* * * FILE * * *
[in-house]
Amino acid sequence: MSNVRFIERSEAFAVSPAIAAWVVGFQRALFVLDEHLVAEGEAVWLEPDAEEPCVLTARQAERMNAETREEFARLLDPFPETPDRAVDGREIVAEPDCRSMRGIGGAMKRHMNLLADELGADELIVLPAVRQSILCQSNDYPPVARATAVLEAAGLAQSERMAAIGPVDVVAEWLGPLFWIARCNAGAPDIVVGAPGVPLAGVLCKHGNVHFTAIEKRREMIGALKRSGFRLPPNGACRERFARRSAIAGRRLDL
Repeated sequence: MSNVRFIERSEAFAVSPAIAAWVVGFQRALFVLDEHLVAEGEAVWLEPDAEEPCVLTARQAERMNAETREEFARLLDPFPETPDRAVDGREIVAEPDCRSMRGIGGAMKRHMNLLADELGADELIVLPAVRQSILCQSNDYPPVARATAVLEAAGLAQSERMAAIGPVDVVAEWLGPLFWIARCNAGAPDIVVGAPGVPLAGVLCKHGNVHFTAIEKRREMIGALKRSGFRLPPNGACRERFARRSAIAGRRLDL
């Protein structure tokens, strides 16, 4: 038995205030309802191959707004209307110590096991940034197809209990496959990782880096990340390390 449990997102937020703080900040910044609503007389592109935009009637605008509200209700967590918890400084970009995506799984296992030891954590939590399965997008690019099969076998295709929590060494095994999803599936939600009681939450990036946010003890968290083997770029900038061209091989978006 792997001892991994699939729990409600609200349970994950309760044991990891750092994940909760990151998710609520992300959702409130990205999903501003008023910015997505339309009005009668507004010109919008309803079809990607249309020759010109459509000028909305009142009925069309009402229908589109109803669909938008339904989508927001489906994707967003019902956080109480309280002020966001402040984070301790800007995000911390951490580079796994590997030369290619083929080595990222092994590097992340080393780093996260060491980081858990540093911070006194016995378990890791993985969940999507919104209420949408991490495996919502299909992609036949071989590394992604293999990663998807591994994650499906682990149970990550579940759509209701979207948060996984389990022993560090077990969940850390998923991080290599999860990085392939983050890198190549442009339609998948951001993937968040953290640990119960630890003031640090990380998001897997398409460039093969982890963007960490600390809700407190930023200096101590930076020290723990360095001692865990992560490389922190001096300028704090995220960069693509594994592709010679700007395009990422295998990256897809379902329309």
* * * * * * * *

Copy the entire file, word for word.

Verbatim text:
[in-house]
Amino acid sequence: MSNVRFIERSEAFAVSPAIAAWVVGFQRALFVLDEHLVAEGEAVWLEPDAEEPCVLTARQAERMNAETREEFARLLDPFPETPDRAVDGREIVAEPDCRSMRGIGGAMKRHMNLLADELGADELIVLPAVRQSILCQSNDYPPVARATAVLEAAGLAQSERMAAIGPVDVVAEWLGPLFWIARCNAGAPDIVVGAPGVPLAGVLCKHGNVHFTAIEKRREMIGALKRSGFRLPPNGACRERFARRSAIAGRRLDL
Repeated sequence: MSNVRFIERSEAFAVSPAIAAWVVGFQRALFVLDEHLVAEGEAVWLEPDAEEPCVLTARQAERMNAETREEFARLLDPFPETPDRAVDGREIVAEPDCRSMRGIGGAMKRHMNLLADELGADELIVLPAVRQSILCQSNDYPPVARATAVLEAAGLAQSERMAAIGPVDVVAEWLGPLFWIARCNAGAPDIVVGAPGVPLAGVLCKHGNVHFTAIEKRREMIGALKRSGFRLPPNGACRERFARRSAIAGRRLDL
């Protein structure tokens, strides 16, 4: 038995205030309802191959707004209307110590096991940034197809209990496959990782880096990340390390 449990997102937020703080900040910044609503007389592109935009009637605008509200209700967590918890400084970009995506799984296992030891954590939590399965997008690019099969076998295709929590060494095994999803599936939600009681939450990036946010003890968290083997770029900038061209091989978006 792997001892991994699939729990409600609200349970994950309760044991990891750092994940909760990151998710609520992300959702409130990205999903501003008023910015997505339309009005009668507004010109919008309803079809990607249309020759010109459509000028909305009142009925069309009402229908589109109803669909938008339904989508927001489906994707967003019902956080109480309280002020966001402040984070301790800007995000911390951490580079796994590997030369290619083929080595990222092994590097992340080393780093996260060491980081858990540093911070006194016995378990890791993985969940999507919104209420949408991490495996919502299909992609036949071989590394992604293999990663998807591994994650499906682990149970990550579940759509209701979207948060996984389990022993560090077990969940850390998923991080290599999860990085392939983050890198190549442009339609998948951001993937968040953290640990119960630890003031640090990380998001897997398409460039093969982890963007960490600390809700407190930023200096101590930076020290723990360095001692865990992560490389922190001096300028704090995220960069693509594994592709010679700007395009990422295998990256897809379902329309």